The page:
It is hot here in California. On August 16th, a heat wave sent temperatures soaring in Death Valley to 130℉ (54.4℃), believed to be the highest temperature recorded on Earth in over a century. With a historic wildfire season threatening life and property, Governor Gavin Newson has declared a state of emergency. On August 24th, as reported by Cal Fire, the state has had 7,002 fires this year, burning over 1.4 million acres…and growing. At the same time last year, 4,292 fires had burned 56,000 acres.
Depending upon where you live, you are probably facing your own extreme weather-related danger. Given our climate crisis, this is our new reality as inhabitants on Earth. Though the COVID-19 global pandemic may have forced our climate activists off the streets worldwide, they continue to press for urgent action.
My Poetry Corner August 2020 features the poem “The Punt Trench” from the first poetry collection, Unfathomable And Other Poems (2020), by Guyanese-Canadian author Ken Puddicombe. Since retiring from his accounting work, Puddicombe has been pursuing his love of writing. To date, he has published two novels and a short story collection.
His poetry collection is filled with nostalgia of his boyhood days in Guyana. As an immigrant living in Canada since 1971, he writes in “Nostalgic”:
As they grow older, the yearning
For a return to the old country increases.
Memories plague them, of a childhood in a familiar spot.
Any little incident will send their senses reeling and take
them back in time and place.
The punt trench is a recurring memory in Puddicombe’s poems. For readers unfamiliar with Guyana’s coastal lowlands of sugar cane fields crisscrossed by canals or trenches, a legacy of Dutch colonizers (1648-1814), a punt or cane-punt is a flat-bottomed iron barge for transporting harvested canes along the system of canals or punt trenches from field to factory. About 20 feet long, 8 feet wide, and 3 or 4 feet deep, the punt is drawn by a mule (in the early days) or tractor, attached by a long chain, moving along the punt-trench earth dam or unsurfaced road. The punt trench also serves as a drainage canal during low tides and periods of flooding, controlled by kokers or sluices.
Puddicombe’s memories of the punt trench are somber and haunting. The title poem, “Unfathomable,” the longest narrative poem with seventeen stanzas, recounts the tale of the unfathomable death of his playful and daring friend—crushed between two punts moving along in a convoy on their way to the sugar factory.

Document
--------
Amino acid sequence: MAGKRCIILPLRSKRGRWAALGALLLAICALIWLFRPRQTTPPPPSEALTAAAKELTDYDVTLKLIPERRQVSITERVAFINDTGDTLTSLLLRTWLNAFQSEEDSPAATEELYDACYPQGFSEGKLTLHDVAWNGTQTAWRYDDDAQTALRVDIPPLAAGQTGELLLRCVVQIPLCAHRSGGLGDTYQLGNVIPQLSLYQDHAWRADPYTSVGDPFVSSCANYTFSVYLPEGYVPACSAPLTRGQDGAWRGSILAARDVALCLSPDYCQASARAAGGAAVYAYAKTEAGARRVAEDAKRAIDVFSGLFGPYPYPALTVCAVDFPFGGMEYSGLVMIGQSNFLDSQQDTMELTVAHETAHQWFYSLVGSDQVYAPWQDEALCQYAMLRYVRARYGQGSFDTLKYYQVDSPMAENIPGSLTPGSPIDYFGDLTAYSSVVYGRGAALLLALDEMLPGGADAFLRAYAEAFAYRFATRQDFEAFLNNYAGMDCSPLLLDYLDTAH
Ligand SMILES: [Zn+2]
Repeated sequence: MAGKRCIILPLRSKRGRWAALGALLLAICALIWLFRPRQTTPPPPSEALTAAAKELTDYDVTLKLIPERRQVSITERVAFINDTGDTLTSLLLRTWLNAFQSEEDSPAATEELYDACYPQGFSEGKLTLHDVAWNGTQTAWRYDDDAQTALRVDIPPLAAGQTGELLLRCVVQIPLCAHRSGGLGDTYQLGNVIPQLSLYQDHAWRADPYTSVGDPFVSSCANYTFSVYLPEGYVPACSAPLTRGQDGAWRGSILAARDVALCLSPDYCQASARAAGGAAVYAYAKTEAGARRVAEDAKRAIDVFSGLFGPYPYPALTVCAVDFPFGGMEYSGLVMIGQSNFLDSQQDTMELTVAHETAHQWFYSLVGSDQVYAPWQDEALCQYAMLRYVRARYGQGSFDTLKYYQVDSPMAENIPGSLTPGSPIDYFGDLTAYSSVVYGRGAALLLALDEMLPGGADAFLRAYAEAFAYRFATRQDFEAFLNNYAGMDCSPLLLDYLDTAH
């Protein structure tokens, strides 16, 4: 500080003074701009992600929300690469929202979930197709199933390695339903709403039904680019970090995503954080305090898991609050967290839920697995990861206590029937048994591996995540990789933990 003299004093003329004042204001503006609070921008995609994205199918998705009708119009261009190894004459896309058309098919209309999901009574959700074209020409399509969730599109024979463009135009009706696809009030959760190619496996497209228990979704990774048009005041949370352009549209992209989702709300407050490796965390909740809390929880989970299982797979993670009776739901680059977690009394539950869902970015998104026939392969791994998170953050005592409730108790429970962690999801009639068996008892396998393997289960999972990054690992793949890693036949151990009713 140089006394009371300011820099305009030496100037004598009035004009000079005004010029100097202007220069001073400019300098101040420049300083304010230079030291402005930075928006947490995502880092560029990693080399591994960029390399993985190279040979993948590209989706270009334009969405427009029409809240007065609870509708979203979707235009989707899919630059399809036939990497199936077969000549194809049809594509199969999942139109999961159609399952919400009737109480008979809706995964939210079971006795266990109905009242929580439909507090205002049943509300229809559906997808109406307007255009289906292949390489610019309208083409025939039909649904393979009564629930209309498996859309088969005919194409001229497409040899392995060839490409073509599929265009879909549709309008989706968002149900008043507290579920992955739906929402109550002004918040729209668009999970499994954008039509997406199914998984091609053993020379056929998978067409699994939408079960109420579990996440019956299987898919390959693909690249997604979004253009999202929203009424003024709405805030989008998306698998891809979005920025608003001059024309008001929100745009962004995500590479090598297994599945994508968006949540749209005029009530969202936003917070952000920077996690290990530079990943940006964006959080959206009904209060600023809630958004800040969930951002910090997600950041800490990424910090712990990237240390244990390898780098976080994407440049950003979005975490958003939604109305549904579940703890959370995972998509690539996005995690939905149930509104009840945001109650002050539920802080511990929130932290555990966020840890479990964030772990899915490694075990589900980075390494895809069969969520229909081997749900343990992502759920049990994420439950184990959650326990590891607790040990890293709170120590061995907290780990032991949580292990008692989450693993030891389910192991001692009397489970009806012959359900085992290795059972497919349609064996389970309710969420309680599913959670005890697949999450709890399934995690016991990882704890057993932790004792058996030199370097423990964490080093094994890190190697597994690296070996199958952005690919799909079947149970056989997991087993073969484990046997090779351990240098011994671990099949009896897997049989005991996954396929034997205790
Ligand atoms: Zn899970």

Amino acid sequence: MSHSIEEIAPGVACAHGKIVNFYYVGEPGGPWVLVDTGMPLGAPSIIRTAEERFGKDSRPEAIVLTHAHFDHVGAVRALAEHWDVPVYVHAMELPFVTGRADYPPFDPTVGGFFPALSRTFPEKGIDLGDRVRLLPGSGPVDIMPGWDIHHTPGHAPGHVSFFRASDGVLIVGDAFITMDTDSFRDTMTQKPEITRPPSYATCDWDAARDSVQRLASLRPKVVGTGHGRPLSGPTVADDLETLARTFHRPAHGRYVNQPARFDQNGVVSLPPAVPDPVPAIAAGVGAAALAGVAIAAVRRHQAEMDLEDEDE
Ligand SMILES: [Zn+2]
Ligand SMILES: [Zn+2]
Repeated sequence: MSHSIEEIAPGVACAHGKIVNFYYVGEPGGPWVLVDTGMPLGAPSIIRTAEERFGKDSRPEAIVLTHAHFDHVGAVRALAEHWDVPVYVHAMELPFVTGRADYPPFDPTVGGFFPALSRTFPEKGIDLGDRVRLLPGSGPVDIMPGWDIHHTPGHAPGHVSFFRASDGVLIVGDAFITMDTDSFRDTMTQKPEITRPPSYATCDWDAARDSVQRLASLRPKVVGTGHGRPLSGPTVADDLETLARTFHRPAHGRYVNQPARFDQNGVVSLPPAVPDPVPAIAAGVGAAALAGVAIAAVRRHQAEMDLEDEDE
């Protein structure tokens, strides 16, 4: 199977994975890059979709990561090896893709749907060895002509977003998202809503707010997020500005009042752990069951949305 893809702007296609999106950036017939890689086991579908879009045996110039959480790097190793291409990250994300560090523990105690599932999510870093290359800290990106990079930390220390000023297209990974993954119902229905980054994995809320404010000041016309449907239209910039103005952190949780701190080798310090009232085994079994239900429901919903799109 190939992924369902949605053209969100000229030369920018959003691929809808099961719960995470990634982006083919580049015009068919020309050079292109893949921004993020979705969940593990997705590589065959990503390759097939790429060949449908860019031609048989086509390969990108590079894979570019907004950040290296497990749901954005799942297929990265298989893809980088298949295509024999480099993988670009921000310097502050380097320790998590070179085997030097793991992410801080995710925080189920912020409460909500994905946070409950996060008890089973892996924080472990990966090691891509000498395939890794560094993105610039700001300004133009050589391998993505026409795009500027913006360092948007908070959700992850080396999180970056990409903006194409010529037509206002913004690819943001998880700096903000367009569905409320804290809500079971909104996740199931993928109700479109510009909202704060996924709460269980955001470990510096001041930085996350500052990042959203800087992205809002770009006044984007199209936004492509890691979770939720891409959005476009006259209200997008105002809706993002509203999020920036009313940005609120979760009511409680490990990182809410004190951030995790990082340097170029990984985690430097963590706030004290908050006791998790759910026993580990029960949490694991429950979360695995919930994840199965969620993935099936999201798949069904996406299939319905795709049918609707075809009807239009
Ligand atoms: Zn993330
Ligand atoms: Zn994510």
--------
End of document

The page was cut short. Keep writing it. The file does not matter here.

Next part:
The punts in the mule-train linked
With short lengths of chain hooked
Into metal clasps welded at the front
And rear of each craft. Six mules up front
Kept the convoy moving, each animal
Bound to a punt by a length of chain.Lincoln was clinging to the connecting
Chain between two punts in the middle
Of the convoy, hanging on for a ride,
When the distance narrowed swiftly
Between the punts.
“Drowning” describes the time the author/poet almost lost his life in the cocoa-brown waters of the punt trench. Though he could not swim like the older boys, he plunged into the deep / Murky, swirling pit of the Punt Trench, made murkier still when his feet stirred up the mud and silt at the bottom of the trench.
On his first return visit to Guyana in 1987 after a sixteen-year absence, Puddicombe questions whether one could ever really go back to a time and place long gone. In his poem, “Middle Road,” the street where he had once lived, he finds The bridge over the Punt Trench where / I fell into the water now collapsed, the Trench / Filled in with debris.
In the featured poem, “The Punt Trench,” he reflects on the changes over time in four stanzas, each beginning with a different theme: Memory,Despair, Change, and Hope. His Memory of the punt trench as Fast moving torrential / Waves flashing through / The Koker to the raging Atlantic is no more. Instead, he feels only despair.
Despair.The Punt Trench is a dumping
Ground filled with debris and
Castoffs. Empty shell of a car.
Rusting frame of a bicycle. Bags of
Garbage piled in mounds. A dog’s bloated
Carcass. Tall paragrass and wild eddo bush
Reaching to the sky.
The punt trench, once a haunting memory of youthful joy and dread, is now a symbol of the decay of a neighborhood and of a nation; of promises not yet realized. It is not the change promised by the founding leaders of the independent nation.
Change.From the Koker in Public Road
All the way to the Backdam
The Punt Trench is now Independence
Boulevard. Every time the breeze zips
Across from the north-east,
It reeks and fills my
Only birdsong brings the poet Hope that Life goes on!
As the author and poet acknowledges in “You Can Never Go Back,” the final poem in the collection, the places of his idyllic youth have changed or no longer exist. People are no longer the same. Yet…some among us grasp a dream of returning to a time we consider our days of glory. Life goes on, for better or for worse, with or without us.
To read the complete featured poem, “The Punt Trench,” and learn more about the work of Ken Puddicombe, go to my Poetry Corner August 2020.
With all the social distancing and lockdown during these uncertain times of a global pandemic, there is no reason for us to give up on finding the love of our life. In her self-help guide, From Loneliness to Love: Five Steps for Finding a Healthy Relationship, memoirist and former mental health therapist JoAnne Macco does not dillydally with meanderings. She presents each recommended step with clear and concise descriptions and exercises for realizing the change we seek in our lives.
Based on her own journey of finding a compatible partner, following her divorce and two rebound damaging relationships, Macco knows well the pitfalls that await us along the way. She believes that the steps she had taken for a successful outcome could also work for others.
Her first step is intuitive: “Clarify Your Heart’s Desire.” Yet, so many of us can stumble in defining exactly what we seek in a relationship. Tips and exercises help the lonely heart to zero in on the list of qualities that really matter, based on each person’s wants and needs.